Several studies have established that the prolactin (PRL) gene is expressed not only in lactotrophs and somatotrophs of the anterior pituitary but, albeit to a lesser extent, in non-pituitary cells like human thymocytes, decidualized endometrium, mammary glands during lactation, and some human non-pituitary cell lines. Despite the requirement in the pituitary for the pituitary-specific transcription factor Pit-1/GHF-1 for PRL expression, the expression in non-pituitary cells occurs in the absence of Pit-1/GHF-1 and can be repressed by glucocorticoids. This prompted us to investigate the transcription factors in non-pituitary cells which are involved in controlling expression and glucocorticoid repression of a previously characterized negative glucocorticoid response element from the bovine prolactin gene (PRL3 nGRE). Here we have demonstrated that non-pituitary cells (COS-7 and mouse hepatoma Hepa1c1c7 cells) conferred increased expression via the PRL3 nGRE mainly because of the binding of the ubiquitously expressed POU-homeodomain-containing octamer transcription factor-1 (Oct-1) to an AT-rich sequence present in the PRL3 sequence. However, full transcriptional activity required the binding of a second ubiquitously expressed homeodomain-containing protein, Pbx, previously shown to bind cooperatively with several homeotic selector proteins. The Pbx binding site in the PRL3 nGRE, located just upstream of the Oct-1 binding site, showed a strong sequence similarity with known Pbx binding sites and bound Pbx with an affinity similar to that of other established Pbx target sequences. Interestingly, both Oct-1 and Pbx binding to the PRL3 nGRE were found to be required for glucocorticoid repression. Addition of in vitro translated glucocorticoid receptor DNA binding domain to the nuclear extract prevented Oct-1 and Pbx from binding to the PRL element. The involvement of the homeobox protein Pbx in glucocorticoid repression via an nGRE identifies a new role for this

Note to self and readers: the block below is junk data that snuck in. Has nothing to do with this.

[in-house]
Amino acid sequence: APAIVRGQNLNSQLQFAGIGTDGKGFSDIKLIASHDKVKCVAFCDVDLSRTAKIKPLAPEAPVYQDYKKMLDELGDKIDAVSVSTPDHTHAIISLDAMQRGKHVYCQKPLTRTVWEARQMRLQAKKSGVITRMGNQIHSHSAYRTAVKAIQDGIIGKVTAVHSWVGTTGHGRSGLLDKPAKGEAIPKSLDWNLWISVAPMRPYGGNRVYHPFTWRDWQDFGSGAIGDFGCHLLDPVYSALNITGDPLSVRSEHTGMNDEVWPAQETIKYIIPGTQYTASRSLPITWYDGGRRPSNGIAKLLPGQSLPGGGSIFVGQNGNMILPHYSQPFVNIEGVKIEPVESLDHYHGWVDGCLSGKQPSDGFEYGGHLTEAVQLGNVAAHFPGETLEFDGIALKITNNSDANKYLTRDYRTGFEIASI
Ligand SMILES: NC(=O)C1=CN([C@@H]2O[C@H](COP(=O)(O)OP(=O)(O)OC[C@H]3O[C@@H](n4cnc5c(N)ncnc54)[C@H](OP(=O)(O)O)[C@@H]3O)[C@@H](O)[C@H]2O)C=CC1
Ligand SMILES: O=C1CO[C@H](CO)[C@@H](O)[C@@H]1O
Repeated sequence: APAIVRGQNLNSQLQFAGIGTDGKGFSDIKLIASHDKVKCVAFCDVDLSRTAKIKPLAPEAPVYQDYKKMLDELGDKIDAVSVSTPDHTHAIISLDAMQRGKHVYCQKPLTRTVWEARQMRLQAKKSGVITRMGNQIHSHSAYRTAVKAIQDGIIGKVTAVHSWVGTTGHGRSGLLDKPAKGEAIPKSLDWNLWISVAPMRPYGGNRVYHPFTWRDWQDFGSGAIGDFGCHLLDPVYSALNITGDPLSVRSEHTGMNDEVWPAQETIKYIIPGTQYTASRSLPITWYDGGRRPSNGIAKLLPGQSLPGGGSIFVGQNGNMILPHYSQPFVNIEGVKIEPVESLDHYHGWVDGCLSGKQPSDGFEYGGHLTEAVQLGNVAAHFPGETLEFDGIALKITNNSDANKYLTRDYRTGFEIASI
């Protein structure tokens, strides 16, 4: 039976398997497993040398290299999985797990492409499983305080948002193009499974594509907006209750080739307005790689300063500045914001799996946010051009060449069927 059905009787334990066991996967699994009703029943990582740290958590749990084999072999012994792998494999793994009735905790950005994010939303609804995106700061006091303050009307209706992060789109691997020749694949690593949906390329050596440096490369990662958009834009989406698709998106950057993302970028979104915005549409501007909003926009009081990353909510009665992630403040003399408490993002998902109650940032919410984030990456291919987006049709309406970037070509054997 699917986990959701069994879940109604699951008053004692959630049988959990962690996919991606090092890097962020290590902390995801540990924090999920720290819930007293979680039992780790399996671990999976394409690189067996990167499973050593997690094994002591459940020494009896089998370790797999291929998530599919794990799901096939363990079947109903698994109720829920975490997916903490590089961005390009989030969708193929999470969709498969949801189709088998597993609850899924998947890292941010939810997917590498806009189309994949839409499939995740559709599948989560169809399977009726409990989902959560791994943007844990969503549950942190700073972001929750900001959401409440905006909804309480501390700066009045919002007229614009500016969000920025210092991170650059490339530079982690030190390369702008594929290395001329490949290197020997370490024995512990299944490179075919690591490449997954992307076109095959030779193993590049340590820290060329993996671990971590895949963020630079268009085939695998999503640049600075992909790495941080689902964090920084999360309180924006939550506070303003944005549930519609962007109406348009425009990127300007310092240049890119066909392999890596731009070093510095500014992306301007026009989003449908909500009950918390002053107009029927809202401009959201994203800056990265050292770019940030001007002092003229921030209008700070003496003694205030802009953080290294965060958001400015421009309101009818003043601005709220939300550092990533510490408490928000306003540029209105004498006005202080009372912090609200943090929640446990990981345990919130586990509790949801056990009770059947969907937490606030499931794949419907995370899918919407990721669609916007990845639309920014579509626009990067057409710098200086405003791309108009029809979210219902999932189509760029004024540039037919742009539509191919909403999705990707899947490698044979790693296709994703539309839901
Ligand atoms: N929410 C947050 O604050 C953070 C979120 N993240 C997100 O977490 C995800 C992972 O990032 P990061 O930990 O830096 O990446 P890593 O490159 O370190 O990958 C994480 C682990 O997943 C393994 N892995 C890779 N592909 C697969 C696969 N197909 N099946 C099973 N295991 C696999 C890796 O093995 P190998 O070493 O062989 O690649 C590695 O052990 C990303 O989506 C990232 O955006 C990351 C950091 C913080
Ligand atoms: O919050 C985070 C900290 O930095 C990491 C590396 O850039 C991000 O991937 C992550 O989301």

12. Alpha-Estrogen and Progesterone Receptors Modulate Kisspeptin Effects on Prolactin: Role in Estradiol-Induced Prolactin Surge in Female Rats.

    PubMed

    Aquino, Nayara S S; Araujo-Lopes, Roberta; Henriques, Patricia C; Lopes, Felipe E F; Gusmao, Daniela O; Coimbra, Candido C; Franci, Celso R; Reis, Adelina M; Szawka, Raphael E

    2017-04-06

    Kisspeptin regulates prolactin (PRL) in an estradiol-dependent manner. We investigated the interaction between ovarian-steroid receptors and kisspeptin in the control of PRL secretion. Intracerebroventricular injections of kisspeptin-10 (Kp-10) or kisspeptin-234 (Kp-234) were performed in ovariectomized (OVX) rats under different hormonal treatments. Kp-10 increased PRL release and decreased 3,4-dihydroxyphenylacet acid (DOPAC) levels in the median eminence (ME) of OVX rats treated with estradiol (OVX+E), which was prevented by tamoxifen. Whereas these effects of Kp-10 were absent in OVX rats, they were replicated in OVX rats treated with selective agonist of estrogen receptor (ER)α, propylpyrazole triol (PPT), but not of ERβ, diarylpropionitrile (DPN). Furthermore, the Kp-10-induced increase in PRL was 2-fold higher in OVX+E rats further treated with progesterone (OVX+EP), which was associated with a reduced expression of both tyrosine hydroxylase (TH) and Ser40-phosphorylated TH in the ME. Kp-10 also reduced dopamine levels in the ME of OVX+EP rats, an effect blocked by the progesterone receptor (PR) antagonist, RU486. We also determined the effect of kisspeptin antagonism with Kp-234 on the estradiol-induced surges of PRL and luteinizing hormone (LH), using tail-tip blood sampling combined with ultrasensitive ELISA. Kp-234 impaired the early phase of the PRL surge and prevented the LH surge in OVX+E rats. Thus, we provide evidence for the first time that kisspeptin stimulation of PRL release requires ERα and is potentiated by progesterone via PR activation. Moreover, alongside its essential role in the LH surge, kisspeptin seems to play a role in the peak phase of the estradiol-induced PRL surge.

  13. PAK1 translocates into nucleus in response to prolactin but not to estrogen

    SciTech Connect

    Oladimeji, Peter Diakonova, Maria

    2016-04-22